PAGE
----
Our older homes tend to reflect our British backgrounds. Our colour palettes generally run to beiges and greys with the occasional red brick. On the plus side, that same craving for “over ‘ome” means that we rely heavily on gardens, trees and legally protected parklands, often the only bit of colour to be found for miles.

Cut to yesterday, when I once again found myself at the corner of Coxwell and Gerrard. The bus was taking forever, it was a lovely day, and I was wearing my favourite sneakers. So I decided to walk towards Queen, and once again have a look at that extraordinary house.

Coxwell 157 May 2015As I approached, I saw two men excitedly talking and gesturing towards the structure, which seemed to have undergone some reconstructuring. The back of the house had been extended, and there were eight new foundational supports visible. Plywood covered some of the colour blocks.

Coxwell 157 May 2015 fullThis time, I had my camera ready. I snapped a shot of the side addition, and then moved to get a full shot of the front, smiling and nodding at the two men. They asked me why I wanted photos of the construction, and I told them of my interest in the house’s appearance.  

As I explained, one of the men laughed, and introduced himself as  Rohan Walters, the original architect. His friend was another prominent architect, Daniel Karpinski. They were there to see what changes were being made to the structure, as it had been sold, and the new owner wanted to put her own stamp on her residence. Changes included an elevator installation, and of course, a great deal of additional floor space.

Rohan WaltersI asked Rohan if it was hard for him to see changes made to his design. He admitted that he was worried about changes to the overall composition of the building. He’d spent a great deal of time in first imagining how the original structure would look. Here’s some of his thought process:

Then it happened. I’m sitting amongst ‘The Group of Seven’ paintings. Being amongst paintings, particularly these paintings are healing for me. With my face in my hands, I looked broken. I raised my eyes to the paintings and then it hit me: the colours of the sky, the flora and fauna. The various hues, depths, tones, intensities and responses over the day and seasons. That is what I had been missing. True colour is never alone; it is a tapestry of ever changing and yet knowable themes.”

st johns newf housesDaniel, Rohan and I continued to chat about the importance of colour in residential construction. We agreed that Toronto tended to conform to neutral palettes, with rare exceptions, and that other cities, like those in St. John’s, Newfoundland had a more joyous and welcoming appearance. In fact, St. John’s is amongst the eight most colourful cities in the world.

http://enpundit.com/8-most-colorful-cities-on-earth/

We continued to talk about the importance of an infusion of colour into cities. Daniel told me that the citizens of the Soviet held East Berlin were so depressed by the grey, bleak architecture of the time that they would covertly throw hollowed eggs filled with paint at the buildings. A colourless city is a joyless place.

coxwell-kitchenI was sorry to have to leave the conversation, but Rohan gave me his contact info, (SpacesBy Rohan.com) and sent me a package of interior and exterior photos of his creation.

At home, I researched the history of the project, and found several informative articles, including a four part blog Rohan wrote for “Reading Toronto,” in 2005. Some of the innovations Rohan brought to the construction, begun in 2002, seem tremendously rational, but had not been previously considered in construction codes.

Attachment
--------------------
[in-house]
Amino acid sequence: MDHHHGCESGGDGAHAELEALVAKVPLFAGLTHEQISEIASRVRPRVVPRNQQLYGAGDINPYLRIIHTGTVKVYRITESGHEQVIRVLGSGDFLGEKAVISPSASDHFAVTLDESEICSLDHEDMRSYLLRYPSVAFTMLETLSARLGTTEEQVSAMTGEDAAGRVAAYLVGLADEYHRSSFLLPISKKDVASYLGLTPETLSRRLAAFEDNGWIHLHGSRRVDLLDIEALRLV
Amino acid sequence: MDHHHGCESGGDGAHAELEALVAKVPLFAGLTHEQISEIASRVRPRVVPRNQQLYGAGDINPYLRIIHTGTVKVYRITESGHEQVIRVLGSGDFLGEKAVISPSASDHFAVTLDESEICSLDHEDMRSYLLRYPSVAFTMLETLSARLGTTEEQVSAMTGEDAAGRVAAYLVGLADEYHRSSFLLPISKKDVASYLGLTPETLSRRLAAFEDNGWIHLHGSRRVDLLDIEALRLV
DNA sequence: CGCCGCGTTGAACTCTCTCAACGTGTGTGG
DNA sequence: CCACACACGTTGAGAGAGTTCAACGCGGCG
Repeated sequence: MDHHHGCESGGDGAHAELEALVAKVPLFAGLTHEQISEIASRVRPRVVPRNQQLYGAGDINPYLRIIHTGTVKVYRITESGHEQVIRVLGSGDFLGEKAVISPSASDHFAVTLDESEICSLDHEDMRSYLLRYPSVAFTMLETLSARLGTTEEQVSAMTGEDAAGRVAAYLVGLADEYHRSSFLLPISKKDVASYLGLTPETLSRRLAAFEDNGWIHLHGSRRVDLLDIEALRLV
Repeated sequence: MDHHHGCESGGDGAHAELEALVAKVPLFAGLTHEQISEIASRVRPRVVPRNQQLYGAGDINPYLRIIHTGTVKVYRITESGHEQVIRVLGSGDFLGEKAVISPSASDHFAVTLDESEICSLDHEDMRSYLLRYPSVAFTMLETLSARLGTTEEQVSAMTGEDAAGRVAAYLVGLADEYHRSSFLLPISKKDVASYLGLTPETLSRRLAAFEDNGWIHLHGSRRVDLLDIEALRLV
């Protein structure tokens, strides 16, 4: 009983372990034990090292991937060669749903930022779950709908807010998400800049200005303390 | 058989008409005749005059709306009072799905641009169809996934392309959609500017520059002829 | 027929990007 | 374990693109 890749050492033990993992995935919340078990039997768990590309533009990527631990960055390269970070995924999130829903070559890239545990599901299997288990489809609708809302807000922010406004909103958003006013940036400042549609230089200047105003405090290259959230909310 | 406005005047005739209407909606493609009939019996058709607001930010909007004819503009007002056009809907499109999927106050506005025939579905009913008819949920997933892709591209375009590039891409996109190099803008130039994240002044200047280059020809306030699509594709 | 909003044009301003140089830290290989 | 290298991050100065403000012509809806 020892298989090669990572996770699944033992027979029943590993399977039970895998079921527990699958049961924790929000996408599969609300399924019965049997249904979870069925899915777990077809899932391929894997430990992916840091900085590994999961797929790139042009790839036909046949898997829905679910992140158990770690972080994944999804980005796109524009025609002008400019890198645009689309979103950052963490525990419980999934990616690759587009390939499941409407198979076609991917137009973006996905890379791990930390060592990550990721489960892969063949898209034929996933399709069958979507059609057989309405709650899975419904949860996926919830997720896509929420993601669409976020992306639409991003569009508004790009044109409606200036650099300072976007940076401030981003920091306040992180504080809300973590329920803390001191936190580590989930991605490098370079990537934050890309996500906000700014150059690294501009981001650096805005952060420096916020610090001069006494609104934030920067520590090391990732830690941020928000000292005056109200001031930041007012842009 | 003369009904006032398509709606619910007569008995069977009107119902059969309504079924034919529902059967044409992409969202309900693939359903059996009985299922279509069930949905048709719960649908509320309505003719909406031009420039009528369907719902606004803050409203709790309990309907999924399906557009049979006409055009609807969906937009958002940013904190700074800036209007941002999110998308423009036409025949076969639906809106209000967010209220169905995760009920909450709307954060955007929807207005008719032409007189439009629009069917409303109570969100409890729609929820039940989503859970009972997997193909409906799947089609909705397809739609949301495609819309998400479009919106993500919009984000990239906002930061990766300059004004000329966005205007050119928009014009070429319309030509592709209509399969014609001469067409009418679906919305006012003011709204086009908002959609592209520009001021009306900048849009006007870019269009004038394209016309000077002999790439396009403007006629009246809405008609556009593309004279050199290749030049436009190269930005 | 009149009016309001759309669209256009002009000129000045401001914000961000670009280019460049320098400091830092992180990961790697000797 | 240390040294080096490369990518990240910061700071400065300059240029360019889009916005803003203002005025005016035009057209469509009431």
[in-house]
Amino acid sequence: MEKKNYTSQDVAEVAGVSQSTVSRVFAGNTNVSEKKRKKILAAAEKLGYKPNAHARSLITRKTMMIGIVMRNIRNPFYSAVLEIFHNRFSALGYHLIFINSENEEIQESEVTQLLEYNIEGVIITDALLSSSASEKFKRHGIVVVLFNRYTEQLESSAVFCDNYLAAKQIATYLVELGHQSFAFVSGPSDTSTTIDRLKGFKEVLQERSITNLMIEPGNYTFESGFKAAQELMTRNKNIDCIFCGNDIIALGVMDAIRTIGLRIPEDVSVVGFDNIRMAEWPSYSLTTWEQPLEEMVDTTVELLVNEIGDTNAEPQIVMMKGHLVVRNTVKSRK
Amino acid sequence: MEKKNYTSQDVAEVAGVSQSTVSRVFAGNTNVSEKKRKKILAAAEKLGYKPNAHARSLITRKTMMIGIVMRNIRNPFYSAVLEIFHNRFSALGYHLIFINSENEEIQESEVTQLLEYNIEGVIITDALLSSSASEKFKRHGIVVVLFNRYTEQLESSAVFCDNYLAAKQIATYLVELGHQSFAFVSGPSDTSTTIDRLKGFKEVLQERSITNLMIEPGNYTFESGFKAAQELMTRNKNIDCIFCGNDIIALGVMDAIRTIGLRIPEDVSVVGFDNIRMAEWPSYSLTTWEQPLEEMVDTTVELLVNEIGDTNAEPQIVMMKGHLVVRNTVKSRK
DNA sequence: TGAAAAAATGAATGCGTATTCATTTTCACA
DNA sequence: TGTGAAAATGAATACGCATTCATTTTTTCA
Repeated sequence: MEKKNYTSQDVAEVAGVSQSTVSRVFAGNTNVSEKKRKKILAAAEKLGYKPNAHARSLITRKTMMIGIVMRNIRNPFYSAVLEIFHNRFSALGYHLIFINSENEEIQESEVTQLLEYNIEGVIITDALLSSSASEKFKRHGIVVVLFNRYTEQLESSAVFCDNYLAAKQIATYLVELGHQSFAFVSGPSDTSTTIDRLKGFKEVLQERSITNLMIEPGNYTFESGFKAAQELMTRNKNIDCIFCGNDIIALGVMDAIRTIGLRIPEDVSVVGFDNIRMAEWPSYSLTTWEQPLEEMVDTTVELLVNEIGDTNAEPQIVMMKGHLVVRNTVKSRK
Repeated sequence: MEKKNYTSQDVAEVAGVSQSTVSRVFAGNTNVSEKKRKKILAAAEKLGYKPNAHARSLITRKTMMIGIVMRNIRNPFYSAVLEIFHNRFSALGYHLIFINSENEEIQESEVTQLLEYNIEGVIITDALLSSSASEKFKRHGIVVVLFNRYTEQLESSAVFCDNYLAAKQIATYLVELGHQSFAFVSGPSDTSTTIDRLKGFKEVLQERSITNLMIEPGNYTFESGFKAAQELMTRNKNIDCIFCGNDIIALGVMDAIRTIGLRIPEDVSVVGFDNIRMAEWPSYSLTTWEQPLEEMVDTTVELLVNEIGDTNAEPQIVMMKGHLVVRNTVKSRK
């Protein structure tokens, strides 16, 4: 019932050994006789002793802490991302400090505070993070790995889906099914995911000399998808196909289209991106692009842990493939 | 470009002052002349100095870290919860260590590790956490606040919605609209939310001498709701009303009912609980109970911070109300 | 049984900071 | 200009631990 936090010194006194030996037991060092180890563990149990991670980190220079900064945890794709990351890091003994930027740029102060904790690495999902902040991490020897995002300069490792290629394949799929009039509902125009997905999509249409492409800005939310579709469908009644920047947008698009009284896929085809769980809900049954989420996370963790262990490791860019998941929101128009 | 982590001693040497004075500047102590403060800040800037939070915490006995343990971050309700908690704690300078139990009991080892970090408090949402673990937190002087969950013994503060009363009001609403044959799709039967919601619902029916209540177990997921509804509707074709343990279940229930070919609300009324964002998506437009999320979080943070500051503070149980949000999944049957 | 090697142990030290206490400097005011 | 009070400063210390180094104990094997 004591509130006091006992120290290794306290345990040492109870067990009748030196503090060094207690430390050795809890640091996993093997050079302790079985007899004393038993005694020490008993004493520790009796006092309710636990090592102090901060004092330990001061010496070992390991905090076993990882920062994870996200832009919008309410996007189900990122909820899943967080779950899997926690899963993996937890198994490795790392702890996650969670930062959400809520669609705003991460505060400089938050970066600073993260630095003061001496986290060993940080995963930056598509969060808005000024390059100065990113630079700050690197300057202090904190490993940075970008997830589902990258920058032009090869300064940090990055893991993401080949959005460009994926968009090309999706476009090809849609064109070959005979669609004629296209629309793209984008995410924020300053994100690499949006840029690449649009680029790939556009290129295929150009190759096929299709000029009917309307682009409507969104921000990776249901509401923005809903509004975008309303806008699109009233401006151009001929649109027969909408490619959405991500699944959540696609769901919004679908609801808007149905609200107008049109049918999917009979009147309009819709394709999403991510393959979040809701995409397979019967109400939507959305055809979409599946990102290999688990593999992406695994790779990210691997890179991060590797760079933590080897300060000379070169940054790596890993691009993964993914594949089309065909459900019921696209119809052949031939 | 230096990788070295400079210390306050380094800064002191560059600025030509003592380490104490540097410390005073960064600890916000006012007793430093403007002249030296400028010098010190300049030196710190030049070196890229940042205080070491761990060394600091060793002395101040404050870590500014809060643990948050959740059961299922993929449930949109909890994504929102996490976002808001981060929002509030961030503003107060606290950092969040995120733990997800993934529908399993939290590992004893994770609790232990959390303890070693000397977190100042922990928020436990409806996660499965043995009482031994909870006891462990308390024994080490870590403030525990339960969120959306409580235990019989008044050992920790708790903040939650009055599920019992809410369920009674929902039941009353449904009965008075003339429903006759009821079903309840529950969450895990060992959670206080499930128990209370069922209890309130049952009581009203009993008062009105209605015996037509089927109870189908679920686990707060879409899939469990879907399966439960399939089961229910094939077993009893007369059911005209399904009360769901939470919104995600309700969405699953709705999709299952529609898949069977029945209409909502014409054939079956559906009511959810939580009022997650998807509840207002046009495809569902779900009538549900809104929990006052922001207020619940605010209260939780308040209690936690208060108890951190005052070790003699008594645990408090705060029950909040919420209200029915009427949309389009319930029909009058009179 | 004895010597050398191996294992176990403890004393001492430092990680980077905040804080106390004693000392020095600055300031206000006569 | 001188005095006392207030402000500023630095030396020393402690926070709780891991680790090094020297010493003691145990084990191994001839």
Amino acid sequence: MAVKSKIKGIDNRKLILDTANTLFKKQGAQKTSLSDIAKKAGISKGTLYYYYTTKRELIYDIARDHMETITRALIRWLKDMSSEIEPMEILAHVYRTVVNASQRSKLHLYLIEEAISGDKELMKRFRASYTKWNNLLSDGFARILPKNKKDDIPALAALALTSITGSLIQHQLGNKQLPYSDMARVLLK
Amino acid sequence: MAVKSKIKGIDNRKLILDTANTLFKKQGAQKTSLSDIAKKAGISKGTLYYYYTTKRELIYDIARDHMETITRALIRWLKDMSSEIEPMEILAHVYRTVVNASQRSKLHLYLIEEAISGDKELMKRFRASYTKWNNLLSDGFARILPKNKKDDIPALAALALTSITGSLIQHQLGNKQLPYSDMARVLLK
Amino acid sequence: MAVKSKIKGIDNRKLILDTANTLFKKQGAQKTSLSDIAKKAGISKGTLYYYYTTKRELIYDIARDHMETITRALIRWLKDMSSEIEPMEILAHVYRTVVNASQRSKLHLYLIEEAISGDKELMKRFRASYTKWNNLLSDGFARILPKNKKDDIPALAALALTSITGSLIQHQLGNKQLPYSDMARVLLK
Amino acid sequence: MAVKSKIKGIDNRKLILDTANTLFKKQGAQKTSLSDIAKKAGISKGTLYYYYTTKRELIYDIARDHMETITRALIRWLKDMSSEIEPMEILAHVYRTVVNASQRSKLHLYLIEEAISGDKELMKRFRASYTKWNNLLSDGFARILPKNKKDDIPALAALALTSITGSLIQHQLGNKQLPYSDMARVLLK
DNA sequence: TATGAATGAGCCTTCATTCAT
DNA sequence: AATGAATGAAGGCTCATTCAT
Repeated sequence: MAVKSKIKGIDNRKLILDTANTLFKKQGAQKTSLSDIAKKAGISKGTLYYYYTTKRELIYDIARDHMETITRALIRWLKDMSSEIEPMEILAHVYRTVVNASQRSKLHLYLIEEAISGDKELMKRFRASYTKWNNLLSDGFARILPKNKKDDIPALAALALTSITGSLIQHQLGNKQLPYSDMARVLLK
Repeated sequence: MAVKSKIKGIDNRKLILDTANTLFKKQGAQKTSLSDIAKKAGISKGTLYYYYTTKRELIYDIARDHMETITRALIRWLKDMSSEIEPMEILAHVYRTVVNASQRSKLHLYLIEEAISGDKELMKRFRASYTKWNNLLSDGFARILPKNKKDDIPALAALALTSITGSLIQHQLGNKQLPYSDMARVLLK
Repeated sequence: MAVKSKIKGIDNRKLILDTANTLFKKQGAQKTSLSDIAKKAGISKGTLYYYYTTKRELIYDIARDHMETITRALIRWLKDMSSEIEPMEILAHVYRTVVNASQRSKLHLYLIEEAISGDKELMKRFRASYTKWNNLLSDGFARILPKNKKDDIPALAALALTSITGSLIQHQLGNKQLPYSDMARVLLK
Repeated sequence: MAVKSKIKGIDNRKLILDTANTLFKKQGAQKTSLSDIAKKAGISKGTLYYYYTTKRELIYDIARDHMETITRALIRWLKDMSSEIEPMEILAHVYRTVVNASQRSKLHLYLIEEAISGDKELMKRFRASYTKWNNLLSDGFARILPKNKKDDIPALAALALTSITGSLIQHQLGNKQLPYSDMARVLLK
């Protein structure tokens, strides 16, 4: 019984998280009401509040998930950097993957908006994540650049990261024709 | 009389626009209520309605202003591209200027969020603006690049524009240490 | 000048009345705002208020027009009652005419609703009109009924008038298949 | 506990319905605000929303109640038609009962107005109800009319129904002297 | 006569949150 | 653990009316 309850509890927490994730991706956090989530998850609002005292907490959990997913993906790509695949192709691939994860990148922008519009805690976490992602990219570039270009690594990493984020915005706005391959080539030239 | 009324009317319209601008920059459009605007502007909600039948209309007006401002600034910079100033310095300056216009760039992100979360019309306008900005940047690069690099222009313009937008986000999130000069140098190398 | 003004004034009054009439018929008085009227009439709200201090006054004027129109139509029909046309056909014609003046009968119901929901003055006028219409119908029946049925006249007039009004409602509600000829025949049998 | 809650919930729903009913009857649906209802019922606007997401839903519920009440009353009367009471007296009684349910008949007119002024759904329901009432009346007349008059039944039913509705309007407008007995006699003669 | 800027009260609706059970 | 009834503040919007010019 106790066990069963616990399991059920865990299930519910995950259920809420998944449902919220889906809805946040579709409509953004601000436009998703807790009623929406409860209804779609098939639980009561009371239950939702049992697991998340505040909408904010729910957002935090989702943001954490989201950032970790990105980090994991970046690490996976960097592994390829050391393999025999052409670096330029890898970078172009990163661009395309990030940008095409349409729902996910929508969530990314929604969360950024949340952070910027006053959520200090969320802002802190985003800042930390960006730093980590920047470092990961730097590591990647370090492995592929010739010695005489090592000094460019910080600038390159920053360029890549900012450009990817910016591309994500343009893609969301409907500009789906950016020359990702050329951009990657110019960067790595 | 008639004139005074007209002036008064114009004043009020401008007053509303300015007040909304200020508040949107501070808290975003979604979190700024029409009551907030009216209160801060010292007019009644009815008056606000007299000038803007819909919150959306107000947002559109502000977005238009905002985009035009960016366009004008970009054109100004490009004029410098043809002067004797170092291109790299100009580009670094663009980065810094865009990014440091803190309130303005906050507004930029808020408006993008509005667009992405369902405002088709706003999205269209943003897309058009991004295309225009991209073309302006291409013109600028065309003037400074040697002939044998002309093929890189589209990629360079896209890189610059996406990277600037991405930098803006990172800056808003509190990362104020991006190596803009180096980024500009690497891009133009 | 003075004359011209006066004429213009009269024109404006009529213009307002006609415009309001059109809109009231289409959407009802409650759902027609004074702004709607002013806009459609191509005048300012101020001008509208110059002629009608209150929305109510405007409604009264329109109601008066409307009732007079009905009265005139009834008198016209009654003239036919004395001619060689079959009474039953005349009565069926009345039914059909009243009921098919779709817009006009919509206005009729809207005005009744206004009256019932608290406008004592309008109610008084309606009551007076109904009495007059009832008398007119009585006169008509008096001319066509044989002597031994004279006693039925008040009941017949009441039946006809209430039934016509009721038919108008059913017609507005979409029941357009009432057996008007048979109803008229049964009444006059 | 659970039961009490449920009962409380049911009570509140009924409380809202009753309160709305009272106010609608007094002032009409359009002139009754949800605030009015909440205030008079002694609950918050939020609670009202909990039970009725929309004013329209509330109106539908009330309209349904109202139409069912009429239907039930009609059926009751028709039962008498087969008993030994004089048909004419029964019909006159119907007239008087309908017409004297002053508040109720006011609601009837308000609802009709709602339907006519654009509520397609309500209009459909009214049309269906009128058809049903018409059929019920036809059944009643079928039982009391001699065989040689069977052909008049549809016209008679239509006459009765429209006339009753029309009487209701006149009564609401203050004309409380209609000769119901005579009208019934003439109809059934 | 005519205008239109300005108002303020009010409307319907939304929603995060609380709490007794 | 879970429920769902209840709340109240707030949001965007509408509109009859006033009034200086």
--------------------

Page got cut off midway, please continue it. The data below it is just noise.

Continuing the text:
“This Coxwell house is, arguably, the first house built since the 1997 edition of the OBC not requiring a heat recovery ventilation system. I pitched the head mechanical engineer at the city. I showed him my calculations for the house’s natural air infiltration and ex-filtration in concordance with non-combusting appliances such as the ‘direct vent’ furnace, condensing dryer, warm floors and single air volume that did not combust any internal air. As such the air exchange rate met the facts and intent of the code. “

His own home, “Triangle House,” possibly the smallest triangular building lot in the city of Toronto at the time, was built in 2005 for himself and his children, and carried on the colour blocking theme, and utilized such nuances as

Triangle House night“A combined heating and domestic hot water system, orchestrated electrical and plumbing designed with baseboard and pilasters, comparing the vibrations and sound of this frame home with that of a masonry home because of the concrete topping on top of the joists and limiting the building footprint with pier construction, the concrete positioned to act as a ‘thermo mass’ assisting in heating and cooling depending on season, and so on…. a teaching tool for myself: the possible from the improbable.”

I thought about our unlikely and stimulating conversation as I continued to walk towards Queen Street, cutting through parks and side streets. The Beaches has always been a desirable area, not only for the beach access, but for the sense of community and family nurtured by the residents.

lakehouse buildingIn pursuit of well-heeled buyers who want to piggyback on that charm, a lot of the older homes and buildings are being torn down, and replaced with cookie-cutter townhouses and condos. Where once a three or four story building was considered an eyesore and impedance to lake views, new constructions feature heights that will effectively distance the long-time residents from the nouveau.

montreal winter outdoor-staircases-Cities have a life of their own, which derives from the cultures they encompass. Consider the square greyness of the uptight and politically choke-held Ottawa, the slightly askew streets and impractical outside staircases of Montreal, or the exuberance of Calgary’s newest buildings, which appear overnight from the ashes of the Cowtown’s foundations.

ethnic enclave TorontoToronto, once so proudly W.A.S.P., now teems with diversity. The areas where new immigrants congregate to create ethnic enclaves may not be to your taste, but display individuality in the face of the conformity seemingly endlessly churned out in bland suburbia.

We need more visionaries re-imagining urban Toronto. Duly and safely freshening your beige home exterior is a bore. This year, try pink. Or turquoise. Or emerald green. You never liked your neighbours anyway.